© Angel Fernandez Flores, MD, PhD Erythema multiforme

 

 

Erythema multiforme (EM)

 

Concept

An acute, self limited disease.

Infections, drugs or neoplastic conditions can trigger the disease.

Among drugs, alopurinol is frequently involved.

 

Pathogenesis

A retarded hypersensitivity reaction.

The outcome would be apoptosis of the keratinocytes induced by cytotoxic T-cells.

 

Types

EM minor:

Acral distribution.

No mucosal involvement.

EM major:

Acral distribution.

Mucosal involvement.

Epidermal detachment involves less than 10% of total body surface area.

 

Stevens-Johnson syndrome/Toxic epidermal necrolysis:

Widespread distribution.

Mucosal involvement.

Epidermal detachment is less than 10% of total body surface area in Stevens-Johnson syndrome and 30% or more in toxic epidermal necrolysis (between 10% and 30%, it is considered as overlapping presentation).

 

Clinical presentation

Fever, malaisse, arthralgias, respiratory symptoms.

The cutaneous lesions usually appear about two weeks later.

Lesions which vary in morphology from papules to macules, vesicles, bullae or target-like lesions.

Mucosae are often involved.

 

Morphology

In early lesions, there is vacuolization of the basal layer, with lymphocytes in the dermoepidermal junction and a sparse superficial perivascular lymphoid infiltrate.

Look for individual necrotic keratinocytes in the stratum malpighii.

Another clue is the evidence of satellite cell necrosis.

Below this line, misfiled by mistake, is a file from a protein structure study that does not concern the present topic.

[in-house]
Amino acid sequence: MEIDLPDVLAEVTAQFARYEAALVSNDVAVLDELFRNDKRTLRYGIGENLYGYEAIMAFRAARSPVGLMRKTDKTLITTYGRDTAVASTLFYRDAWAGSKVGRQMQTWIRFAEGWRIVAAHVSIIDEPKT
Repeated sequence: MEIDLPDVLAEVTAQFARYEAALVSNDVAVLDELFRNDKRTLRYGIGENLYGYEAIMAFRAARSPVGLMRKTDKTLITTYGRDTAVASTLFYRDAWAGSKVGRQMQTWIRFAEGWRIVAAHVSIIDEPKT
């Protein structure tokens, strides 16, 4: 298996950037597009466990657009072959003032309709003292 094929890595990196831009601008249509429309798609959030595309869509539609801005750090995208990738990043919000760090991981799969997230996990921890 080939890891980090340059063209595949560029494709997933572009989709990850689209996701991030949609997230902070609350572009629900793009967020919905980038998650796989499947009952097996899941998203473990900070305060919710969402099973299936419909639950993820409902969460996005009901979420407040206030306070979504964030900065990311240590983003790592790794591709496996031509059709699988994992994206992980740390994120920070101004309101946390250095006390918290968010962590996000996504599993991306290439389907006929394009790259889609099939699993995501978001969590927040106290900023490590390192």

When the lesion is more advanced, one can see a subepidermal bullae due to dermal edema and to necrosis of the basal layer of the epidermis.

If immunohistochemistry for Collagen IV is performed, basament membrane will be evidenced on the top of the roof.

Dyskeratosis is evidenced.

 

 

 

The stratum corneum is orthokeratotic, due to the acute nature of the disease.

 

 

 

Lymphocytes in the dermoepidermal junction, plus sparse superficial perivascular lymphoid infiltrate.

 

 

 

Necrosis of individual keratinocytes in the stratum spinosum.

Satellite cell necrosis can be seen.

 

 

Eventually, one can see well developed subepidermal bullae.

 

 

 

Immunofluorescence

Granular IgM and C3 at basament membrane and at the wall of blood vessels.

 

Main differentials

Staphylococcal scalded skin syndrome: separation of the epidermis subcorneally or within the granular layer. Such feature can be evaluated in frozen section if needed.

 

© Angel Fernandez Flores, MD, PhD